It is 5:50 PM. I am sitting on a worn wooden bench at the Lakes of the Clouds Hut. Banzai, Pilgrim, Susquehanna Slim and I all received work for stay. Thru hikers Finder, Fatty, Roadrunner, Red Rocket, Star Child, Hermes, and Splash are also here. This AMC hut has bunk space for 90. It is full tonight. Most of the occupants are day hikers who walked up on one of the many White Mountain trails. Lakes of the Clouds is nestled between Mt. Monroe and Mt. Washington. We crossed Monroe in a heavy fog to get here about an hour ago, just before the rain commenced. We will tackle Washington in the morning. We are in the midst of the Presidential Range, the most spectacular section of the Appalachian Trail.
Earlier today Mike dropped my hiking buddies and me at Crawford Notch before heading back to Virginia. We immediately faced a 2000 foot climb up to Webster Cliffs to start our day. Within the first half hour I took a fall when I lost my balance at the beginning of a rock scramble. Other than a couple of minor scratches, I came out OK. For the remainder if the day I stayed on both feet. During the climb I was passed by Fatty and later saw Finder at a scenic outcrop. I had not seen her since PA. Goose and All the Way also passed me. I had last seen All the Way just south of Bland, VA. Banzai hiked ahead with the faster folks, leaving Pilgrim, Slim, and me to fend for ourselves.
The trail presented us with numerous technical segments as we eventually climbed to over 4000 feet at Mt. Jackson. Unbelievable panoramic views were visible in all directions for much of the day. After summiting Mt. Jackson we made our way to the Mizpah Springs Hut where we stopped for lunch. While there I talked a good while with crew member Eric. The young man gladly provided us with trail and weather information. Expecting afternoon storms, we wanted to be sure we could reach the Lakes of the Clouds before they hit. The 3.9 miles between the huts usually requires four hours to hike. Pilgrim, Slim, and I would do it in just over three. With exposed ridge line, we continued to enjoy unbelievably beautiful views all afternoon.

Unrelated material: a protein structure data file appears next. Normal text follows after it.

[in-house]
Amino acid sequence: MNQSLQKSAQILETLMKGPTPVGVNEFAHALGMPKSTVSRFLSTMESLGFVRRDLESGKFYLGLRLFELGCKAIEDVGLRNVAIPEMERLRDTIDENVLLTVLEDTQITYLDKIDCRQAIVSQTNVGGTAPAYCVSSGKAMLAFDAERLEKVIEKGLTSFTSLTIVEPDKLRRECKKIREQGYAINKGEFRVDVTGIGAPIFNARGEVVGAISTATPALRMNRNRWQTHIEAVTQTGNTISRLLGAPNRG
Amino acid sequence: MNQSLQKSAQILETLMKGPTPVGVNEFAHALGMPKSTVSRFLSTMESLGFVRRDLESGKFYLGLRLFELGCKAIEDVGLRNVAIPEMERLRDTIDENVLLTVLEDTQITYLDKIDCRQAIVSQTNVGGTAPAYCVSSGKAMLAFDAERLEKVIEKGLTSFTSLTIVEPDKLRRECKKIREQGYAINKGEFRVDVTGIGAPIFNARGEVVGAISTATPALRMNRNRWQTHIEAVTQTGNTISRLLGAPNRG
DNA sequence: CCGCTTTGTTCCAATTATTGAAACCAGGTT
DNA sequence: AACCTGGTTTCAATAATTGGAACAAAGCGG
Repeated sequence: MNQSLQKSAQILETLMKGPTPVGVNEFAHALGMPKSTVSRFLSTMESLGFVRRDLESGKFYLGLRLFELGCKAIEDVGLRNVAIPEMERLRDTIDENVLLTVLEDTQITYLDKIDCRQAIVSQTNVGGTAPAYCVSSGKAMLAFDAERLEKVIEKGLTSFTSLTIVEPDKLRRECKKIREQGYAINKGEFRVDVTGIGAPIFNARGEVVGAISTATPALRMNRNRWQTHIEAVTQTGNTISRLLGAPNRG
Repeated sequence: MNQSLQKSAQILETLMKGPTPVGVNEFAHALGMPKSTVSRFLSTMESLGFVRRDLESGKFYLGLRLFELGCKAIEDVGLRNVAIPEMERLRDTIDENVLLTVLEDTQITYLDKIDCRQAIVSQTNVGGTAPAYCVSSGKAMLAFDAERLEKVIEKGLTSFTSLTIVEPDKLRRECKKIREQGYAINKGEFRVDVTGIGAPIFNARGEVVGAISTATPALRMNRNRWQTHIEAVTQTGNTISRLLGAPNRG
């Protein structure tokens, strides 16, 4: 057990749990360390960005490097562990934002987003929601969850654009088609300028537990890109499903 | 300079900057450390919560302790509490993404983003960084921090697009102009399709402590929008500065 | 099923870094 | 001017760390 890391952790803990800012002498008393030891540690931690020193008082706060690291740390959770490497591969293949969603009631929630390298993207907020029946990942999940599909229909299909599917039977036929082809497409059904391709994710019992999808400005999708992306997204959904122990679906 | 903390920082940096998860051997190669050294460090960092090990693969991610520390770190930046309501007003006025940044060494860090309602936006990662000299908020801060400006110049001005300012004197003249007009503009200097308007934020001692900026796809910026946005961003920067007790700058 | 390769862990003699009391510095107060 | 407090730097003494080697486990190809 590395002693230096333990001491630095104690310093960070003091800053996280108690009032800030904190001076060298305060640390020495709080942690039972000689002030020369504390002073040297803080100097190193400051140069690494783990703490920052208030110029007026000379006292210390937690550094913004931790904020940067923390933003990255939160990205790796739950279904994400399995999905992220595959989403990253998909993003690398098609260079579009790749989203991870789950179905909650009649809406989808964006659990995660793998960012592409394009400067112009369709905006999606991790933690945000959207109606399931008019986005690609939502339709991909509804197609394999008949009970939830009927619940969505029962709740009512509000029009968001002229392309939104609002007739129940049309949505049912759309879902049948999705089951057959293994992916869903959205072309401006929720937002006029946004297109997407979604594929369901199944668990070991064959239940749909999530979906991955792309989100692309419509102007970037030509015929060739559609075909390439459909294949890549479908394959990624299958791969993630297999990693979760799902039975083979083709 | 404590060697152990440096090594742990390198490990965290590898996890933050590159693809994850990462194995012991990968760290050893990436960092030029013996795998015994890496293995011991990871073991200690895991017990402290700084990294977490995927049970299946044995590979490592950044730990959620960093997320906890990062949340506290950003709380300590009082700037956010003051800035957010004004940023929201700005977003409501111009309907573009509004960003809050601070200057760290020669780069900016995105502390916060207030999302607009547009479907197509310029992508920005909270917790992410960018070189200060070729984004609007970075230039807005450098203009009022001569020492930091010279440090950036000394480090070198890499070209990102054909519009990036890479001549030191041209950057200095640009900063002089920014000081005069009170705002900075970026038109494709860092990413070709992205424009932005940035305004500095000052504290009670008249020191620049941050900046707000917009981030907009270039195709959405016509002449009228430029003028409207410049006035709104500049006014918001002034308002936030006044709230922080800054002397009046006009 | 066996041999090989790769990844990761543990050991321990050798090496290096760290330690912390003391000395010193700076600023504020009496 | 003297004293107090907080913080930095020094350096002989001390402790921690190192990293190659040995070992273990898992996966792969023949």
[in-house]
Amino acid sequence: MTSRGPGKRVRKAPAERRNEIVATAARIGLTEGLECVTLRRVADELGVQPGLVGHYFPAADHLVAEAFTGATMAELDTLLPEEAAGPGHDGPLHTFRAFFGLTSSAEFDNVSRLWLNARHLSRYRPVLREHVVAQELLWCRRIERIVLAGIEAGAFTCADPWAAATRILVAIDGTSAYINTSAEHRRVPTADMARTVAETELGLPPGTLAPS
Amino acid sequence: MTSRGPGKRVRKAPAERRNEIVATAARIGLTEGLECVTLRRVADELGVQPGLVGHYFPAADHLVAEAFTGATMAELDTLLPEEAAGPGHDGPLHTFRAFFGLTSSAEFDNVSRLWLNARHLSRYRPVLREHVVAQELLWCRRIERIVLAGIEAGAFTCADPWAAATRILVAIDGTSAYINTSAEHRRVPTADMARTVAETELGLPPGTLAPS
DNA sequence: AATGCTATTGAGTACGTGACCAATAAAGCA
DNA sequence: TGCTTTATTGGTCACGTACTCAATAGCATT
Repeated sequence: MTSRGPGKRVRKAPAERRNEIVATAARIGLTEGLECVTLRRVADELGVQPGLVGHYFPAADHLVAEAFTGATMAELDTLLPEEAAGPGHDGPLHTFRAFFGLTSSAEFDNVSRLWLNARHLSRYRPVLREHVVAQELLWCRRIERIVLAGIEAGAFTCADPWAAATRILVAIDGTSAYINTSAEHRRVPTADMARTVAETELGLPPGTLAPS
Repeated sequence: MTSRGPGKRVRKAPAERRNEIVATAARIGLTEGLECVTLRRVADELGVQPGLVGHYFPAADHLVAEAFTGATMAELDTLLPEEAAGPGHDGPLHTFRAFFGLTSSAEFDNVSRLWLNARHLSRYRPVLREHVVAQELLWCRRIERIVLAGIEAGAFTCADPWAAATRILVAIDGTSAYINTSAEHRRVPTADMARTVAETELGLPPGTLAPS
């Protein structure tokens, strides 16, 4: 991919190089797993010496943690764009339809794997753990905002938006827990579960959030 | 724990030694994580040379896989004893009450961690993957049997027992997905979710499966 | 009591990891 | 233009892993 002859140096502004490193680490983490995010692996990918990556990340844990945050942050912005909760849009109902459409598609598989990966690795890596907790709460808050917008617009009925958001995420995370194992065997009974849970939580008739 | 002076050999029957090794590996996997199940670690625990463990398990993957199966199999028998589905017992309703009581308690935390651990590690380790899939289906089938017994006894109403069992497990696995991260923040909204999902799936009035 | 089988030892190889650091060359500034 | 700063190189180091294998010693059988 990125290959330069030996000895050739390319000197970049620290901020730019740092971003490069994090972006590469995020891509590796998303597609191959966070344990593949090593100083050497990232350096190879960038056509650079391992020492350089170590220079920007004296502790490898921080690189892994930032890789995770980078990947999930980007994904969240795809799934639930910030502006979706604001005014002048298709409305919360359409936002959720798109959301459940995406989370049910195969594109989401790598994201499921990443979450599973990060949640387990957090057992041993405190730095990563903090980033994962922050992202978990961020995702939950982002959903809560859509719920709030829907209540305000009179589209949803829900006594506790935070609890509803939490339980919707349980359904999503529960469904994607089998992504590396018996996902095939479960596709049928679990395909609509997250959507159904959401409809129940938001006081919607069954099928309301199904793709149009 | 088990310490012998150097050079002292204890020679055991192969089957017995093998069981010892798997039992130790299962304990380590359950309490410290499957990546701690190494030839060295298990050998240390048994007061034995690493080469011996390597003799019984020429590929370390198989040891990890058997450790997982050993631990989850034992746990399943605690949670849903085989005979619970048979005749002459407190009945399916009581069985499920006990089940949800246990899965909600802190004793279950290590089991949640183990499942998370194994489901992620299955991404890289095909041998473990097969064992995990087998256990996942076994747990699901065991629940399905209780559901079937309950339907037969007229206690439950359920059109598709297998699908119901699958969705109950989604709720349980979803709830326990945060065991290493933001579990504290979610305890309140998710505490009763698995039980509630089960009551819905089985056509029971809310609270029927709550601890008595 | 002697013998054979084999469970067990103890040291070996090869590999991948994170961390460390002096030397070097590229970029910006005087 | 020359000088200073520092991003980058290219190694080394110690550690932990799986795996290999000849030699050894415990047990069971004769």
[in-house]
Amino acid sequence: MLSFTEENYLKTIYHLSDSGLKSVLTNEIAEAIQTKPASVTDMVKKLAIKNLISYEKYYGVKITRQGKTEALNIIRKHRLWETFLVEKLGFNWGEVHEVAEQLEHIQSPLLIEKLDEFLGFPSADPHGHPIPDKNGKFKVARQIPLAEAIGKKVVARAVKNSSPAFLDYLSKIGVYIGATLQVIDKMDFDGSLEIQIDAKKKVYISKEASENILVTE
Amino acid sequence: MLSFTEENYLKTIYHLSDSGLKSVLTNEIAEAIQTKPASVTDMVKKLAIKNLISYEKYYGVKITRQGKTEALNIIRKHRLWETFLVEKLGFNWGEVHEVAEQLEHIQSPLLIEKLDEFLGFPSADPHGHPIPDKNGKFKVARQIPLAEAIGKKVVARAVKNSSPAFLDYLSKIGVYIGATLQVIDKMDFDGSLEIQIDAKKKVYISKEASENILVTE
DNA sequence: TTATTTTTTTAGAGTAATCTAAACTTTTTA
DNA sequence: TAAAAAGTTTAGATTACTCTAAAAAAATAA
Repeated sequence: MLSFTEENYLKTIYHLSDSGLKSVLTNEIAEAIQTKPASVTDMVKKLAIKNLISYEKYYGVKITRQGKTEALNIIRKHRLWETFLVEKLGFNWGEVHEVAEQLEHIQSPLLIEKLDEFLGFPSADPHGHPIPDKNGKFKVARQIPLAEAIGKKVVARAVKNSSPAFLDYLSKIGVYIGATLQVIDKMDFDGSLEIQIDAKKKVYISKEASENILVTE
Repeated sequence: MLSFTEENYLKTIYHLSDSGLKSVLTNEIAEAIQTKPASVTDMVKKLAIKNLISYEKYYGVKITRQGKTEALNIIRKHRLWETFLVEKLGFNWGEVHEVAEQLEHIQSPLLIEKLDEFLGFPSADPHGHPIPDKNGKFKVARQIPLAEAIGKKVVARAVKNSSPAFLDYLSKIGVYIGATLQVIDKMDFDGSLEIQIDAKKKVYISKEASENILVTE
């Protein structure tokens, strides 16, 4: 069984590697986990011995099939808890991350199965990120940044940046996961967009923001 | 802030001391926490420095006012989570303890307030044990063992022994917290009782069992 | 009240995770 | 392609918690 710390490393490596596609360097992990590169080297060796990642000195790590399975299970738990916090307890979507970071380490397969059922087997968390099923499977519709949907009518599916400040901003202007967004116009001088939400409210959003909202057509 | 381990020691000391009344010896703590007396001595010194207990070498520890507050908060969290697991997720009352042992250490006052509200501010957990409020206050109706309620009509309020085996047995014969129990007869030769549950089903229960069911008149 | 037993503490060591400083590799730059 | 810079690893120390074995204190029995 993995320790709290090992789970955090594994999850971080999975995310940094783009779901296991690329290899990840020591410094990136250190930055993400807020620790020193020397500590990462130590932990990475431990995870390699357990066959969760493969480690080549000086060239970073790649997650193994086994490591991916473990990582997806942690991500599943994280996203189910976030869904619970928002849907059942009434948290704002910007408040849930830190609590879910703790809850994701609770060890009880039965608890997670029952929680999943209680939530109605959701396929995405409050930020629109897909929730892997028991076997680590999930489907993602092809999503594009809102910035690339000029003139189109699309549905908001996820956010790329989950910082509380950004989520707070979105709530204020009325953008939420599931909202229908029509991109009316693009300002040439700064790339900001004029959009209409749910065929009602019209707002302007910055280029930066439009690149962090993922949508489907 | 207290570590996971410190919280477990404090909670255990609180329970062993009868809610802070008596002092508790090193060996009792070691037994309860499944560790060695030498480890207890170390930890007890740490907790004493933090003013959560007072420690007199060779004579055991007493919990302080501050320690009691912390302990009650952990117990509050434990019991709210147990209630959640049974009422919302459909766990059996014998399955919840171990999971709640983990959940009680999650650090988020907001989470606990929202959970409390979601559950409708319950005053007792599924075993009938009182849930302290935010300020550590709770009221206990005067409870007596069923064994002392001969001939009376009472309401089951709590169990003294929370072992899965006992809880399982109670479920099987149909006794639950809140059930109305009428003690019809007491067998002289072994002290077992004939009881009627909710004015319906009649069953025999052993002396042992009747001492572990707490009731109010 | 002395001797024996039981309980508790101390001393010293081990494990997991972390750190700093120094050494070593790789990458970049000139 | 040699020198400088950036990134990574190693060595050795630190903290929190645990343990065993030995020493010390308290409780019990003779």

When we got to Mt. Pierce we had views of Eisenhower, Monroe, and Washington in the far distance. In AWOL’s Thru Hiker Handbook he has Mt. Clinton in parentheses after Pierce. I asked some day hiker New Hampshire residents about the change. They were unaware. Seems odd that someone would suggest taking New Hampshire native Franklin Pierce’s mountain from him. We later saw a new sign with a reference to President Clinton as well. By then we were approaching Eisenhower. The AT does not go over the summit of Mt. Eisenhower; however, there was a spur trail to the summit. We chose to stay on the AT and head for the hut.
Within a few hundred feet of the summit, the trail circumvents Eisenhower toward Mt. Monroe. Crossing Monroe, we noticed the increasing clouds. Literally within about ten minutes, all views were gone. The wind velocity increased as visibility diminished. I hiked ahead, hurriedly trying to make the hut before the inevitable rainfall. When it came into view I waited at an intersection where four trails meet for the others. Then the three of us hiked the last hundred yards to the hut together.
So now as I sit here awaiting dinner, I’m thinking how fortunate I was to experience the awe inspiring vistas that surrounded me today. The hike was tough but manageable. I’m hiking with care and deliberation at times, yet when the trail offers the opportunity, with more speed. It’s all good. Today was a good day. Even though it took over nine hours to hike the 11.2 miles, I definitely felt encouraged with my effort. So tomorrow I will ascend the tallest mountain on the AT. My buddies and I will climb Mt. Washington as we keep heading north up the Appalachian Trail.